To better protect Minors participating in activities sponsored by the University, all University Sponsored Activities Involving Minors must meet the following requirements, in addition to any applicable federal, state, or local law, and all University policies. Please Note: A more comprehensive description of the following requirements are detailed in the accompanying procedures.

A.   University Sponsored Activities Involving Minors must register with the University’s Minor Protection Coordinator with sufficient advance notice to confirm the requirements of this policy have been met.

B.   No individual, paid or unpaid, shall be allowed to supervise, chaperone, or otherwise oversee any Minor who participates in University Sponsored Activities Involving Minors unless he or she is an Authorized Adult.

C. All University Sponsored Activities Involving Minors must implement standards to safeguard the welfare of participating Minors. At minimum, all University Sponsored Activities Involving Minors must implement and comply with University standards of conduct included in the accompanying procedures.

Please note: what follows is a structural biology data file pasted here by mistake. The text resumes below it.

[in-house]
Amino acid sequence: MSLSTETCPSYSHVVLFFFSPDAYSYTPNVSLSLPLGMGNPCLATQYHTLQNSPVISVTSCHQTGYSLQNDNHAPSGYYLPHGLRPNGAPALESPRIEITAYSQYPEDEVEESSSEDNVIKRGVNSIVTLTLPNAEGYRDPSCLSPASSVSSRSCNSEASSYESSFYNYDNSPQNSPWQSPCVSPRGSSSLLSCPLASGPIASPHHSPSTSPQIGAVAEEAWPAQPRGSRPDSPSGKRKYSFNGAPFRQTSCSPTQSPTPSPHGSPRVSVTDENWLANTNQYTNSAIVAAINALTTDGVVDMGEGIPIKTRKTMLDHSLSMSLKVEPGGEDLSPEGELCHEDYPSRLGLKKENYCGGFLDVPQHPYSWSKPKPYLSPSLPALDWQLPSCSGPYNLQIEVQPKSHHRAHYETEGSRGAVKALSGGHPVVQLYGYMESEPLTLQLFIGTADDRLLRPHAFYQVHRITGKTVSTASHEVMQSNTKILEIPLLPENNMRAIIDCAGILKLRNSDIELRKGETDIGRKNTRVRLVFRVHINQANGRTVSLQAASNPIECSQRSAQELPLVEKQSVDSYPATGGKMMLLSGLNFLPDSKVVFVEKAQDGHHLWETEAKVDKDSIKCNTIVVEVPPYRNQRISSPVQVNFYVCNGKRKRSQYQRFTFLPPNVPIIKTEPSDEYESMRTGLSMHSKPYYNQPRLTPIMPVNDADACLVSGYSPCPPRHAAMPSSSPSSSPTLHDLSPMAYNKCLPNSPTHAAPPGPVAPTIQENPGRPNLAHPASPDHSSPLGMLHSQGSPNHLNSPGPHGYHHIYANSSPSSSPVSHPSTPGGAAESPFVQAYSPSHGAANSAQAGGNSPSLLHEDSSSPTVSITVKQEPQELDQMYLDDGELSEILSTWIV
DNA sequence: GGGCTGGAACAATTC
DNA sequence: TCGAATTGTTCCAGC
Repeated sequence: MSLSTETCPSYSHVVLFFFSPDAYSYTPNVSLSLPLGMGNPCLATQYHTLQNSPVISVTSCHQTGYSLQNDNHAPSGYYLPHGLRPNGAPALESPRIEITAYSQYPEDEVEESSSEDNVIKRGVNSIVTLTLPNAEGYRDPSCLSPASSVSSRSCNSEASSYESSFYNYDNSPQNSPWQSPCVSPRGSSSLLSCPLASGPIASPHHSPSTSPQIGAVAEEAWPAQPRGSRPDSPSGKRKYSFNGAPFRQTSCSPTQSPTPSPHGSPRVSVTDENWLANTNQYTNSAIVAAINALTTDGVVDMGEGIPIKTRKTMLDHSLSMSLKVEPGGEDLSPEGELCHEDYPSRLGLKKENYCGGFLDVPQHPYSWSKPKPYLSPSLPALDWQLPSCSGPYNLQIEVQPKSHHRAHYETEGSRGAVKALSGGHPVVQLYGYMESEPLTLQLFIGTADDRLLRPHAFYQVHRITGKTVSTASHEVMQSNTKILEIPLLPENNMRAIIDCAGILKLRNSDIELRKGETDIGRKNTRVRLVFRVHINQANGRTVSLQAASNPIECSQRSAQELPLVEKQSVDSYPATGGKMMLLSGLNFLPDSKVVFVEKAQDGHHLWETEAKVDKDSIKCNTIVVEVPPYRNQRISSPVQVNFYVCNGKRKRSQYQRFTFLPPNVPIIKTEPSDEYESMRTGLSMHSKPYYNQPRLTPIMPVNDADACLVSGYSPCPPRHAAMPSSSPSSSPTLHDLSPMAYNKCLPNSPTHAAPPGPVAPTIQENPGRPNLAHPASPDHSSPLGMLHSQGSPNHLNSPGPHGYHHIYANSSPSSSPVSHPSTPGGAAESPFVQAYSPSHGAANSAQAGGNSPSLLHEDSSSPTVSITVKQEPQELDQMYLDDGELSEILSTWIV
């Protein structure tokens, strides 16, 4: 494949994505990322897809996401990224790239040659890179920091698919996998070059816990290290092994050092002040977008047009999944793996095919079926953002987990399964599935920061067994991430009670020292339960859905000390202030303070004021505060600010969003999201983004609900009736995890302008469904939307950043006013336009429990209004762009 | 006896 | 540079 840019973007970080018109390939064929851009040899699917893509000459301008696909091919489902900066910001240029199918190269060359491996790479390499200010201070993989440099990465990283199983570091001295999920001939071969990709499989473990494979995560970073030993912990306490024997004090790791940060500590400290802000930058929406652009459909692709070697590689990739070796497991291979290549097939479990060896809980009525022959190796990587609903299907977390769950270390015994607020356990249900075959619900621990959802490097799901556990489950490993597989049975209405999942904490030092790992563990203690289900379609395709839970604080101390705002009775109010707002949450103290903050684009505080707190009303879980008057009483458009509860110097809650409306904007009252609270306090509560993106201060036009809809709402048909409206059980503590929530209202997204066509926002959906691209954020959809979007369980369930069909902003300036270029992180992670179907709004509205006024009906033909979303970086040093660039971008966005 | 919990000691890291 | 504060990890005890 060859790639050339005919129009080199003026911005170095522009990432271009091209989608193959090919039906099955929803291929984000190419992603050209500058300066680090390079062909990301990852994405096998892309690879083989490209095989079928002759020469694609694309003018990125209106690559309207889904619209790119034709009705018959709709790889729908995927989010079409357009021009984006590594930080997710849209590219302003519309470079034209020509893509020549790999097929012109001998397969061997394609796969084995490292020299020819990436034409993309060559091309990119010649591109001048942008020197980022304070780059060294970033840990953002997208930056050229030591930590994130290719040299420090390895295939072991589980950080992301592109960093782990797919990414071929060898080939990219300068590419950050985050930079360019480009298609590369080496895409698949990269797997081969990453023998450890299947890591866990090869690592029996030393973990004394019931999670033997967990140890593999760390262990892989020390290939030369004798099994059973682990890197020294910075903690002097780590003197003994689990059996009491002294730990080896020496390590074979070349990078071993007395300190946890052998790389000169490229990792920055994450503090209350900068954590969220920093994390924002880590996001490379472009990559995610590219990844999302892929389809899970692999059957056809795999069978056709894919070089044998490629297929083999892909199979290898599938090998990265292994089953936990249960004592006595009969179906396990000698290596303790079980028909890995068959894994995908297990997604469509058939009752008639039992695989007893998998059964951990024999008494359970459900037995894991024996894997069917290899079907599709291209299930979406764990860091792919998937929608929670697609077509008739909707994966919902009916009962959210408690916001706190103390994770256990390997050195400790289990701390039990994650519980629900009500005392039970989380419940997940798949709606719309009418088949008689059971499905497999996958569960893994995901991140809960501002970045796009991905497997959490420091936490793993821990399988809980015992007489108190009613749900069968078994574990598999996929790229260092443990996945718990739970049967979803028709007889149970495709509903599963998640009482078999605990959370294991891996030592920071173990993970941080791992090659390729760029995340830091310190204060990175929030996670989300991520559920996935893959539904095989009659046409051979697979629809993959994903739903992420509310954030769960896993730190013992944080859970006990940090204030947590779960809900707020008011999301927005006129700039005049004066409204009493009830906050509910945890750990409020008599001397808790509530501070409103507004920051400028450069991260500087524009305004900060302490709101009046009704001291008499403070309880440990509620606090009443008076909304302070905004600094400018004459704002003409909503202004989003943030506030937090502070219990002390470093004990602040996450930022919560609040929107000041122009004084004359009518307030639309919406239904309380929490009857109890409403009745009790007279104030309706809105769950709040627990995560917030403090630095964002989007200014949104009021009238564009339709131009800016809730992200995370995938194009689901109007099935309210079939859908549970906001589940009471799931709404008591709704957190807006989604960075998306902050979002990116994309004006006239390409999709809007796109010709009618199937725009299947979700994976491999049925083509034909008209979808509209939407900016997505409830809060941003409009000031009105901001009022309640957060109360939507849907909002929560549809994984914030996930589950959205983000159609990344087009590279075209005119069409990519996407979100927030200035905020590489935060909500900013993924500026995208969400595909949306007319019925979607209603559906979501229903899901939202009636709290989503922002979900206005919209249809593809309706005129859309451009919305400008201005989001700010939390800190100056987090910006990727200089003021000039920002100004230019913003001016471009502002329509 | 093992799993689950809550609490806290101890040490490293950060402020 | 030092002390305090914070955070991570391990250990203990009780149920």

D. All University Sponsored Activities Involving Minors are subject to periodic audits to verify compliance with this policy and the accompanying procedures.

E. Any exceptions to these requirements must be requested with sufficient notice and approved in writing by the Minor Protection Coordinator, in consultation with Minor Protection Oversight Committee prior to the start of program operations.

6.  Enforcement

Violations of this policy and accompanying procedures may result in appropriate disciplinary measures in accordance with University By-Laws, General Rules of Conduct for All University Employees, applicable collective bargaining agreements, and applicable Student Code.

Policy History